This happened because, instead of following the DeLorme’s Atlas and Gazetteer you can plainly see rolled up on Frogwing’s seat, I followed the directions given to me at a gas station by one Wylie Redwing, a local fisherman.

I met Wylie while filling up at the Shell station in Fort Pierre. Though a native of this town, he has travelled around quite a bit, and even spent some time in Lake Minnetonka, very near my workplace in Plymouth, Minnesota. We had a pleasant chat, and he told me to follow Minneconjou Road to the end. Mission Ridge was right out there somewhere. At least, that’s what I think he said… So I followed his directions, and ended up in the middle of nowhere, about three miles northwest of my intended destination. Then I turned around and went back the way I came.

Maps are wonderful devices, when you actually USE them! This is one reason why I’m not an Ironbutt rider.

Frogwing and I returned, slightly dejected, to Fort Pierre. I pulled out Jack Diamond’s article, and located a couple of places he mentioned on the town map that Jodi had given me. The Possum Lodge sounded intriguing, so I set off in search of that.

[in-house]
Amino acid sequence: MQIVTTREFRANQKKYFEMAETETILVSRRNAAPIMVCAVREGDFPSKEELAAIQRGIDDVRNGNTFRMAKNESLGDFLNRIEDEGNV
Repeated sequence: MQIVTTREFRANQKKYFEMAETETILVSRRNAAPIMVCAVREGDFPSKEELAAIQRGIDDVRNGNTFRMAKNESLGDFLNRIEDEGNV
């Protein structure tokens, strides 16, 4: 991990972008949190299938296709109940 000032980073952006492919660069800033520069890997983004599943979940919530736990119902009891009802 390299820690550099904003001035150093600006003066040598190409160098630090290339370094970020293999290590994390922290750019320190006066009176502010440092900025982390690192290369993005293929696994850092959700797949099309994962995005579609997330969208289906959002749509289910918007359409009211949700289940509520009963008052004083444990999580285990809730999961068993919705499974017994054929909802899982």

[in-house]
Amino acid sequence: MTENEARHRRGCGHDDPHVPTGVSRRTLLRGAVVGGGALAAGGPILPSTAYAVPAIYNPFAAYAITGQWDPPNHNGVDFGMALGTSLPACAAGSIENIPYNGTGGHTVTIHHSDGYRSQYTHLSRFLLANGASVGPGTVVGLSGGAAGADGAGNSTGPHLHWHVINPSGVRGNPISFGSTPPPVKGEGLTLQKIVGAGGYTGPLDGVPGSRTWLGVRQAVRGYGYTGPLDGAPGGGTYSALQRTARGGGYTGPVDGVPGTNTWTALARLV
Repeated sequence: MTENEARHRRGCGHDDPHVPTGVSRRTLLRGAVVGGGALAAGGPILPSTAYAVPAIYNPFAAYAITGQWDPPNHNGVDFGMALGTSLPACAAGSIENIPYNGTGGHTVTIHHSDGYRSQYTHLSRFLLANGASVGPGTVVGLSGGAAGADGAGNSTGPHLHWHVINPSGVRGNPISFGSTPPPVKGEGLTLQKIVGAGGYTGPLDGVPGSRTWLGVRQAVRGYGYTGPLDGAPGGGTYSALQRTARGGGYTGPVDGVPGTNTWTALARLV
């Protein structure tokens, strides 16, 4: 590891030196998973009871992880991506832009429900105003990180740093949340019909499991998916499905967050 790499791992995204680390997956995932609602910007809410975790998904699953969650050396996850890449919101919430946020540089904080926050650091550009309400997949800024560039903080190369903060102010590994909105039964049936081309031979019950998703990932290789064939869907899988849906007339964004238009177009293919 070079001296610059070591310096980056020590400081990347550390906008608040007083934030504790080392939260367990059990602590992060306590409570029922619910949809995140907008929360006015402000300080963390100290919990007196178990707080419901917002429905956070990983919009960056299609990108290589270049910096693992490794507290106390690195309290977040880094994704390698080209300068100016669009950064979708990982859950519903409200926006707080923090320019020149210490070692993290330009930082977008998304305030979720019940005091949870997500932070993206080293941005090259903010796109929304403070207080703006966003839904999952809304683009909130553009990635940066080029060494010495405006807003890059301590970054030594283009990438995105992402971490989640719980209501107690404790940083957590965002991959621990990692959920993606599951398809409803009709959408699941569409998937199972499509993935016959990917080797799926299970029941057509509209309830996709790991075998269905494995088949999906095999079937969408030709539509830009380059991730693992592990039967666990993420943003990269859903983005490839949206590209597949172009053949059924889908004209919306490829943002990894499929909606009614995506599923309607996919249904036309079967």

Unpretentious in the extreme, The Possum Lodge “Adult Daycare Center” is housed in a corrugated, galvanized-steel shack which used to be a welding shop or something. It is in that part of town which still supports small businesses, and far away from the mainstreet tourist venues. The people I met in there were a wealth of local lore, and I wish I had brought my notebook inside with me. As it happened, I enjoyed an hour or so of their conversation, before heading out on their recommendation to Jake’s Goodtime Place for a meal of hot buffalo wings.